• ITVI.USA
    16,030.520
    117.340
    0.7%
  • OTLT.USA
    2.809
    0.016
    0.6%
  • OTRI.USA
    22.220
    -0.080
    -0.4%
  • OTVI.USA
    16,016.550
    115.560
    0.7%
  • TSTOPVRPM.ATLPHL
    2.950
    -0.570
    -16.2%
  • TSTOPVRPM.CHIATL
    3.610
    0.650
    22%
  • TSTOPVRPM.DALLAX
    1.370
    -0.240
    -14.9%
  • TSTOPVRPM.LAXDAL
    3.550
    0.210
    6.3%
  • TSTOPVRPM.PHLCHI
    2.320
    0.220
    10.5%
  • TSTOPVRPM.LAXSEA
    4.110
    0.250
    6.5%
  • WAIT.USA
    126.000
    0.000
    0%
  • ITVI.USA
    16,030.520
    117.340
    0.7%
  • OTLT.USA
    2.809
    0.016
    0.6%
  • OTRI.USA
    22.220
    -0.080
    -0.4%
  • OTVI.USA
    16,016.550
    115.560
    0.7%
  • TSTOPVRPM.ATLPHL
    2.950
    -0.570
    -16.2%
  • TSTOPVRPM.CHIATL
    3.610
    0.650
    22%
  • TSTOPVRPM.DALLAX
    1.370
    -0.240
    -14.9%
  • TSTOPVRPM.LAXDAL
    3.550
    0.210
    6.3%
  • TSTOPVRPM.PHLCHI
    2.320
    0.220
    10.5%
  • TSTOPVRPM.LAXSEA
    4.110
    0.250
    6.5%
  • WAIT.USA
    126.000
    0.000
    0%
American ShipperShippingTrade and Compliance

Case of the black coral imports

   The U.S. Justice Department said Ashu Bhandari, former president and chief executive officer of U.S. Virgin Islands-based GEM Manufacturing, was sentenced Thursday in federal court in St. Thomas for felony customs violations for his role in a scheme to illegally import protected black coral into the United States.
   Bhandari is the last defendant to be sentenced from an investigation into the illegal trade of black coral. “The scheme cost Bhandari’s company, GEM Manufacturing, millions of dollars in financial penalties and sent two of his trading partners to prison,” the Justice Department said.
   At Thursday’s hearing, the court imposed a criminal fine of $918,950 and sentenced Bhandari to one month in jail, to be followed by one month of home confinement and one year of supervised release, during which he will be required to complete 300 hours of community service and be banned from any business venture involving coral or coral products.
   In addition to the fine, Bhandari is required to pay $229,687 to the University of the Virgin Islands to be used for community service projects designed to research and protect black corals. The court recognized that Bhandari’s sentence was based, in part, on his cooperation with federal investigators in related illicit coral trafficking cases.
   On Nov. 7, Bhandari pleaded guilty to one felony count of false classification of goods for his efforts to conceal his illegal importation of internationally protected black coral in 2009. GEM was in the business of manufacturing high-end jewelry and sculpture products that use black coral. Black corals are protected by the Convention on International Trade in Endangered Species of Wild Fauna and Flora (CITES).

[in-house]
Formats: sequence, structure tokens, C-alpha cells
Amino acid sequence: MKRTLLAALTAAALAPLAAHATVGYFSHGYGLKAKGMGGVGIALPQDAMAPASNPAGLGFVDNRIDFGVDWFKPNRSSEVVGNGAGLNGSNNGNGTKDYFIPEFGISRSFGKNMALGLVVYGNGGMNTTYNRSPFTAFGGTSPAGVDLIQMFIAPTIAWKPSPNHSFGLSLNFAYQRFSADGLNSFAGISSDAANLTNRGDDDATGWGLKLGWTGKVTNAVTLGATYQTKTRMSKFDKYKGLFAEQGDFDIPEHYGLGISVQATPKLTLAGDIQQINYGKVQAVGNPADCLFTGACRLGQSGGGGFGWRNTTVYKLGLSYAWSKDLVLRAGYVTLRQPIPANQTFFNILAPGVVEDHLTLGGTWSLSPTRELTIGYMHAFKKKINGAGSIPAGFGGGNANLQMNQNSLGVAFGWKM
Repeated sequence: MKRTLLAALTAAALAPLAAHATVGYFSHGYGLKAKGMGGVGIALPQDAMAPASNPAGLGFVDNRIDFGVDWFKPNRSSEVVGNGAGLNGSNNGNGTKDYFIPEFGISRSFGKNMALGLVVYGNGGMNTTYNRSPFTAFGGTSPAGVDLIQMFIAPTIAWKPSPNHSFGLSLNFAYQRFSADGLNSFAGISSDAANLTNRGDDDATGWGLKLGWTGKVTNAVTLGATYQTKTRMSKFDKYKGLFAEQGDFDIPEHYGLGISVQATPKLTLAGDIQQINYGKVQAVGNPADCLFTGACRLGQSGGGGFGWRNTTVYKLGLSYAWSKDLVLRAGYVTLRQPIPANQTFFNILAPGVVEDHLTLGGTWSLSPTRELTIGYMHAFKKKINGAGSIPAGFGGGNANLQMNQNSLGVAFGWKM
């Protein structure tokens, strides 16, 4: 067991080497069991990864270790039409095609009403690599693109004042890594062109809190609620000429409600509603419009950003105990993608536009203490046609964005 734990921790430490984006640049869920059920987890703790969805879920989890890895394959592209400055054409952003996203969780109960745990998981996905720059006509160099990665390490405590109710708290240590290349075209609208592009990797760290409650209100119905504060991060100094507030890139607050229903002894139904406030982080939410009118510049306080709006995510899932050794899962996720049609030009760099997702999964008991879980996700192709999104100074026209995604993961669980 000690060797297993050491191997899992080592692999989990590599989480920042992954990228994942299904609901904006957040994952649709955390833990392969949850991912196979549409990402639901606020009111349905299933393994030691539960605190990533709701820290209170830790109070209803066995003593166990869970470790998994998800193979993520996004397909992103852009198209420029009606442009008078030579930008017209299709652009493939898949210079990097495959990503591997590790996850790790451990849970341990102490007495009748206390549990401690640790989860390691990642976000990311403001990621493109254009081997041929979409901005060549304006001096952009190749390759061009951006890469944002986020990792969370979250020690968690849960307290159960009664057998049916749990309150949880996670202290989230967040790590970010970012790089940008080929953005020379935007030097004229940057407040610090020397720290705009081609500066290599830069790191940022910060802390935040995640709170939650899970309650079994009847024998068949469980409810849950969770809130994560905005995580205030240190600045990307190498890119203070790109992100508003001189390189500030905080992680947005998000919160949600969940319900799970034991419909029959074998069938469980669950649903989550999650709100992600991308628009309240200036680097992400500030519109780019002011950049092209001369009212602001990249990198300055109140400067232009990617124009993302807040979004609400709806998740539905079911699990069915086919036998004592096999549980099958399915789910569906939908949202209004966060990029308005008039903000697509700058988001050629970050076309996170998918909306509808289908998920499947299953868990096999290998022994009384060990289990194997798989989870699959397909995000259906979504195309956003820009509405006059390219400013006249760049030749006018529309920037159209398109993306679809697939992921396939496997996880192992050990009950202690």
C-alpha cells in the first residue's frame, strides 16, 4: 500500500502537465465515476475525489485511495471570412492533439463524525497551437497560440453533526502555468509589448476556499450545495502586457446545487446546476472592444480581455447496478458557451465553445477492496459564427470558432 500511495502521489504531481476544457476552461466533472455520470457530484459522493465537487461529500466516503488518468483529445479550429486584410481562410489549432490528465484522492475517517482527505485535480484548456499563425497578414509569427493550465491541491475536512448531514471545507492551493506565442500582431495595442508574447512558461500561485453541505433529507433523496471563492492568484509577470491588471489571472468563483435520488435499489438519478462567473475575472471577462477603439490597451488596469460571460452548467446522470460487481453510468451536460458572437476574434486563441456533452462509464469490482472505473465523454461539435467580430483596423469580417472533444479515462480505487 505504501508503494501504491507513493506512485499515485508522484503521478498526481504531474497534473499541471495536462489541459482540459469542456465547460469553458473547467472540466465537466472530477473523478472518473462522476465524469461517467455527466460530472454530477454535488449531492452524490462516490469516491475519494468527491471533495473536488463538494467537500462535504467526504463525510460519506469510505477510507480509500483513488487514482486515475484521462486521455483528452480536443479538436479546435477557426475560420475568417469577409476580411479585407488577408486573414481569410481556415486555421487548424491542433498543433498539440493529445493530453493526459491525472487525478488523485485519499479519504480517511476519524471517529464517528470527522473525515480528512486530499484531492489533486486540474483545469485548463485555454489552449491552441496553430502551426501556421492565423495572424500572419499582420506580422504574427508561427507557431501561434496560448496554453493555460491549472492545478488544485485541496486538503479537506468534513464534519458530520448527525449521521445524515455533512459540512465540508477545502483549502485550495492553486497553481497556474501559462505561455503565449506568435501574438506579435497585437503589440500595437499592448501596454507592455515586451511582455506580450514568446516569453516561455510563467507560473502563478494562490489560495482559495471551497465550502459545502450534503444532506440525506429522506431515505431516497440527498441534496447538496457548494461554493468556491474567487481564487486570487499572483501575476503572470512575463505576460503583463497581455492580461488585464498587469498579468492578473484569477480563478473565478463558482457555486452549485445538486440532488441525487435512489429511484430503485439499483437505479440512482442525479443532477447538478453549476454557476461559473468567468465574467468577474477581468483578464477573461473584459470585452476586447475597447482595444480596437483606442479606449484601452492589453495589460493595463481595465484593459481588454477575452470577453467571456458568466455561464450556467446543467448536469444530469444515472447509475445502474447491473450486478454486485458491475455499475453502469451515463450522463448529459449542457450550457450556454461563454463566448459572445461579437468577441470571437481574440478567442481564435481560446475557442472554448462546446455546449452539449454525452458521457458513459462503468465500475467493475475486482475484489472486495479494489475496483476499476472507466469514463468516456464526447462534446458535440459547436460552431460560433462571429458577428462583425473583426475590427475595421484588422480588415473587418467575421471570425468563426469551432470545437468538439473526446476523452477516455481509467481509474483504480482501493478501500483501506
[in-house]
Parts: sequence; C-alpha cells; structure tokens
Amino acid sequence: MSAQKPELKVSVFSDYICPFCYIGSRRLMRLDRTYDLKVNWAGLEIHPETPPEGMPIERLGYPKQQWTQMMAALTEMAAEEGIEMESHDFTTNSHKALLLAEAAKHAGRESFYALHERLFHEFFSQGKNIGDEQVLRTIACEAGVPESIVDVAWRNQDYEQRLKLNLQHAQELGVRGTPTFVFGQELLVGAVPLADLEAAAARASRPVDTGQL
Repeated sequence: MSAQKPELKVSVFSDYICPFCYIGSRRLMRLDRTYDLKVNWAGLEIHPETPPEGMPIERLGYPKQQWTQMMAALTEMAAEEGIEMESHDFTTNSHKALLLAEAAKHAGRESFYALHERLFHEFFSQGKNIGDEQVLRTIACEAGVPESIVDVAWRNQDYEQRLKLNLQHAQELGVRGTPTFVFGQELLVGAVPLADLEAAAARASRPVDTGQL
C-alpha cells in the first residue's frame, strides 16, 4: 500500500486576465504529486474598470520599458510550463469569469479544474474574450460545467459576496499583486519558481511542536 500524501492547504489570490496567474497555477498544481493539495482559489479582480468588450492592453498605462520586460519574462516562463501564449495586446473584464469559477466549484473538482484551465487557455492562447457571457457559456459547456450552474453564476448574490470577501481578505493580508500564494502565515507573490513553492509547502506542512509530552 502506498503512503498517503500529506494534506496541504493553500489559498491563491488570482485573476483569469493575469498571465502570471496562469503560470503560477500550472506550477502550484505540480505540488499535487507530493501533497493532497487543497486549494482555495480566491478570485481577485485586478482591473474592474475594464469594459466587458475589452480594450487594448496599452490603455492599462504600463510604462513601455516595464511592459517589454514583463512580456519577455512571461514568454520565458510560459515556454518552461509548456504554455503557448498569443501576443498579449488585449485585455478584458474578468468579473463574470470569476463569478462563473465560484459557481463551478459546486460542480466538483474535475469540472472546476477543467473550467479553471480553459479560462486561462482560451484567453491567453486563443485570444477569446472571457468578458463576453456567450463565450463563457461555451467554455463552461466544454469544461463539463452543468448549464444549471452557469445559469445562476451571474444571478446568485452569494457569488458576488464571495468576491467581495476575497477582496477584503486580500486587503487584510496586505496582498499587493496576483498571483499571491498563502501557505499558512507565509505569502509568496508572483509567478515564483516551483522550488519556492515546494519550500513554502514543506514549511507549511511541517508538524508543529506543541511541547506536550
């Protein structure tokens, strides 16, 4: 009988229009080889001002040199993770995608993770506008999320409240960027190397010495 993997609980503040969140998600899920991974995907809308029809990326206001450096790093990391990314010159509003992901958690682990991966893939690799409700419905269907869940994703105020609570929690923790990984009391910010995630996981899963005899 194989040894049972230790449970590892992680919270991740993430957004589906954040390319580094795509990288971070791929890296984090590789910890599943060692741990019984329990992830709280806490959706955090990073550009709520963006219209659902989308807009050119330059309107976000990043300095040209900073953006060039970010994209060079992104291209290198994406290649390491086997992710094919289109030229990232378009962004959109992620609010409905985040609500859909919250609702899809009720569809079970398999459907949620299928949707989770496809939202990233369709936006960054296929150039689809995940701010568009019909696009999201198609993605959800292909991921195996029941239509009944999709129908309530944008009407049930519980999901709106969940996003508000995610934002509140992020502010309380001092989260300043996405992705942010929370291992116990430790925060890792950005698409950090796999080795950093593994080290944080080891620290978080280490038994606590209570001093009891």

Bhandari admitted that by 2008, he learned that GEM’s Taiwanese suppliers of black coral could not obtain legitimate CITES certificates. “In spite of this knowledge, he made a ‘business decision to go forward’ with the Taiwanese suppliers. The Taiwanese suppliers would label the coral shipments as ‘plastic’ in order to fool customs authorities in Hong Kong and the United States. Bhandari admitted that by 2009 he knew that the shipments he arranged on behalf of GEM were coming into St. Thomas falsely labeled,” the Justice Department said.
   On Oct. 26, 2011, in the related case, U.S. v. GEM Manufacturing LLC, Case No. 2011-19 (D. Virgin Islands), GEM was sentenced to criminal financial penalties and forfeitures exceeding $4.47 million and three and a half years of probation that included a 10-point compliance plan that incorporated an auditing, tracking and inventory control program.
   GEM was also banned from doing business with its former coral supplier, Peng Chia Enterprise Co. Ltd. and its management Ivan and Gloria Chu. The Chus were indicted in 2010 for illegally providing black coral to GEM. On June 23, 2010, Ivan Chu was sentenced to serve 30 months in prison and pay a $12,500 fine, while Gloria Chu was sentenced to serve 20 months in prison and pay a $12,500 fine.

Chris Gillis

Located in the Washington, D.C. area, Chris Gillis primarily reports on regulatory and legislative topics that impact cross-border trade. He joined American Shipper in 1994, shortly after graduating from Mount St. Mary’s College in Emmitsburg, Md., with a degree in international business and economics.

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